Now as I
have expressed repeatedly in these blog entries the deeper basis of this (1-dimensional)
paradigm is rooted in an approach whereby mathematical interpretation is
conducted absolutely in terms of just one polar reference frame. This in turn
leads (i) to the notion of mathematical “objects” that are unaffected through
(subjective) mental interaction and (ii) an exclusive focus on the quantitative
aspect of mathematical relationships (with no reference to a qualitative
context of meaning).

Of course
momentary reflection on the matter will quickly show that our actual experience
of Mathematics is inherently of a dynamic relative nature entailing the
continual interaction of both internal and external aspects and likewise the
continual interaction of part (quantitative) and whole (qualitative) notions.

In
psychological terms this equally entails both conscious and
unconscious aspects of understanding through the corresponding interaction of
rational (conscious) and intuitive (unconscious) processes.

Momentary
reflection on the matter should also show that the accepted method adopted by
Conventional Mathematics reduces the truly dynamic nature of actual
mathematical experience in a greatly reduced absolute static manner.

So the
necessary dynamic interaction of opposite poles of experience is formally expressed
statically in terms of just one pole!

Likewise
the dynamic interaction psychologically of (conscious) reason and (unconscious)
intuition is rigidly expressed solely in terms of (conscious) reason.

It is
therefore hardly surprising in this context that our present understanding of
the number system should be fatally flawed.

Certainly
from my perspective it has long been obvious that - when appropriately
understood i.e. in accordance with actual experience - that the number system
is necessarily of a dynamic interactive nature.

And of
course this equally implies that it should be interpreted in a relative -
rather than absolute - manner.

So we
cannot therefore ultimately divorce the (apparent) objective nature of number
from the subjective mental means of its interpretation.

Therefore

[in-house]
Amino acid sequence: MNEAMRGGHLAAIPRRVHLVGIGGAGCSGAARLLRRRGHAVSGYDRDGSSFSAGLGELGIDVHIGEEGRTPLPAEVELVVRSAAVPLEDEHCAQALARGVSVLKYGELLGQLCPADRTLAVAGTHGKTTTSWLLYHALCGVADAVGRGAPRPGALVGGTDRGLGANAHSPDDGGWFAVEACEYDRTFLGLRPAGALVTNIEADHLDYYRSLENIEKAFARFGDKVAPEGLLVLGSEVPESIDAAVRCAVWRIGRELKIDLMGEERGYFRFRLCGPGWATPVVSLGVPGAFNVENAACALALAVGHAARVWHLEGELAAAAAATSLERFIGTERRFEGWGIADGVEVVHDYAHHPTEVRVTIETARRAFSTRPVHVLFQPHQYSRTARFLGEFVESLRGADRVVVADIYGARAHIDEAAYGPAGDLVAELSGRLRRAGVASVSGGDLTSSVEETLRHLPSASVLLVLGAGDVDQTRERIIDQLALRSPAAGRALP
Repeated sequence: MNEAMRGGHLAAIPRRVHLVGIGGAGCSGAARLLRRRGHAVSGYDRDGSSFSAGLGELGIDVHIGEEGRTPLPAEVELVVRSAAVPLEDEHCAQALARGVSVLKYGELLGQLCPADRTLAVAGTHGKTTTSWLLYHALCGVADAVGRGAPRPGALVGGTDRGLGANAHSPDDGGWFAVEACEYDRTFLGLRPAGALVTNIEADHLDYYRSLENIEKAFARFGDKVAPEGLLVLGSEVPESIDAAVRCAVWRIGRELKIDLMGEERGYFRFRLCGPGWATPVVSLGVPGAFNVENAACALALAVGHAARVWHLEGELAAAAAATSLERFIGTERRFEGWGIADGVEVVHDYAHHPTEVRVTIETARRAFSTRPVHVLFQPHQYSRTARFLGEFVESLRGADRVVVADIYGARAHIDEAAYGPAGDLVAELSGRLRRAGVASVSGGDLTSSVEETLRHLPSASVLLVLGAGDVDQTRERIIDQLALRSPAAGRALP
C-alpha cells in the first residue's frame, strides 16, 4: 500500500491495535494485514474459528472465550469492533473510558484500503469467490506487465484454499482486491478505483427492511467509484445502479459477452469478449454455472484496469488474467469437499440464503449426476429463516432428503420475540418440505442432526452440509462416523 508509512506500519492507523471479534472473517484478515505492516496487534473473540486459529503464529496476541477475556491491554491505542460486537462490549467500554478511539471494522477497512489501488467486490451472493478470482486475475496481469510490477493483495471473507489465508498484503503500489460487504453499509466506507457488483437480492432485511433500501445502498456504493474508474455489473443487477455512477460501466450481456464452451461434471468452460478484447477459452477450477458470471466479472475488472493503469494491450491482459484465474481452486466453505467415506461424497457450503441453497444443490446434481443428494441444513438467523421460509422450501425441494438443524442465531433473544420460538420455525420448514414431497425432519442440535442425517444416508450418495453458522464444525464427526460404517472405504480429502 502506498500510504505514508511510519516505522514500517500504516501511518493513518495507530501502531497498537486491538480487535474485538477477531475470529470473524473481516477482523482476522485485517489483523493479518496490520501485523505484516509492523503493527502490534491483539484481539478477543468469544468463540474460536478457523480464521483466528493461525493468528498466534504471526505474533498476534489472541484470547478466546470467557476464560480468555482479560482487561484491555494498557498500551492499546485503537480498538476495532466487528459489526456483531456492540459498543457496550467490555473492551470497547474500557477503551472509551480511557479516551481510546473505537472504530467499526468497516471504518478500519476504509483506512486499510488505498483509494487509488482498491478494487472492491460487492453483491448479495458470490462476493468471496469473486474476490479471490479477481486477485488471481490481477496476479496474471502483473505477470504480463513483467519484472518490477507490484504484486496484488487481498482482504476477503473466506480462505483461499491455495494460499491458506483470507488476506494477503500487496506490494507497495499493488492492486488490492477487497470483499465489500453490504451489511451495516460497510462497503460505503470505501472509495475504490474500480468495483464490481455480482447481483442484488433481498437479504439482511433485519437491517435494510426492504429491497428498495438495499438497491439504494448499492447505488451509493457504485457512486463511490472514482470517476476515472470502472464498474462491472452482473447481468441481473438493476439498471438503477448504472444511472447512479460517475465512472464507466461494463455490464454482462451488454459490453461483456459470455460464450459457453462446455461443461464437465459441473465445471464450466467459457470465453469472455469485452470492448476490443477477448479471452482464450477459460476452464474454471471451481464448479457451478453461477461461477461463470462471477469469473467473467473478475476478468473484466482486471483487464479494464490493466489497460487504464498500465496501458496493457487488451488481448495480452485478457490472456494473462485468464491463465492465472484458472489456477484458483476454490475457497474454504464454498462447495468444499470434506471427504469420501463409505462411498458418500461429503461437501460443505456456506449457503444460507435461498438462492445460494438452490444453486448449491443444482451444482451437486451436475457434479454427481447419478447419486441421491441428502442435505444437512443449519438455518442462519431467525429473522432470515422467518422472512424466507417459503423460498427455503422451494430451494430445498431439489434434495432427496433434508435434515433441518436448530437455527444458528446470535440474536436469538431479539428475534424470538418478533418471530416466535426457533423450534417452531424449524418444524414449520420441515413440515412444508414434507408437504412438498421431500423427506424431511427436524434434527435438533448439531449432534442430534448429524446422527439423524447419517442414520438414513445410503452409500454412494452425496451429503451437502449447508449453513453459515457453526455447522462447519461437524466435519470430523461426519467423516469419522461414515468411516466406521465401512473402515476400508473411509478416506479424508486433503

in this relative sense when we change the nature of interpretation the
objective nature of number objects likewise changes!

Likewise -
and perhaps even more tellingly - we cannot ultimately divorce the (apparent)
quantitative aspect of number from its corresponding relational context (which
is of a qualitative dimensional nature).

As I
expressed in yesterday’s entry, once we accept that numbers can indeed be
related to each other then this implies that their independent status (in
specific cardinal terms) is necessarily of a relative - rather than absolute -
nature.

So in this
dynamic context the quantitative nature of number relates to its cardinal
status as relatively independent.

In other
words, without an implicit acceptance that to have meaning, numbers must be
placed in an ordered manner with respect to other numbers, it would be
impossible to locate cardinals on the number scale! So the quantitative
definition of number thereby implicitly implies a distinctive qualitative
aspect.

Also, in
this dynamic context, the qualitative nature of number relates to its ordinal
status as relatively interdependent (with respect to other numbers).

So once
again the very notion of ordinal requires placing a number in a group context
(with respect to other numbers) with its identity thereby defined with respect
to the group members involved.

Thus for
example to define 2

^{nd}I must place the number 2 in relation to other group members. The simplest case would involve a group of 2 members. Therefore in this context, I can unambiguously define a 2^{nd}member. However the definition of 2^{nd}clearly changes when the number of group members increases. So 2^{nd}in the context of 200 members is clearly distinct from 2^{nd}in the context of 2.
So the
ordinal identity of a number (reflecting its qualitative identity) springs
from a relationship of interdependence with a wider group of numbers.

However,
once again we must define interdependence in a merely relative sense here, as
we start with the cardinal notion before we can establish its ordinal identity.

So the
notion of 2

^{nd}(as ordinal) already dynamically implies 2 (as cardinal). Likewise the notion of 2 (as cardinal) already dynamically implies 2^{nd}(as ordinal).
However
dynamic interaction necessarily implies a phenomenal context of space and time.
Though we may appreciate from what has been said, that ultimately cardinal and
ordinal identity must be identical, clearly this cannot be the case in a
phenomenal context (which necessarily implies a degree of relative separation).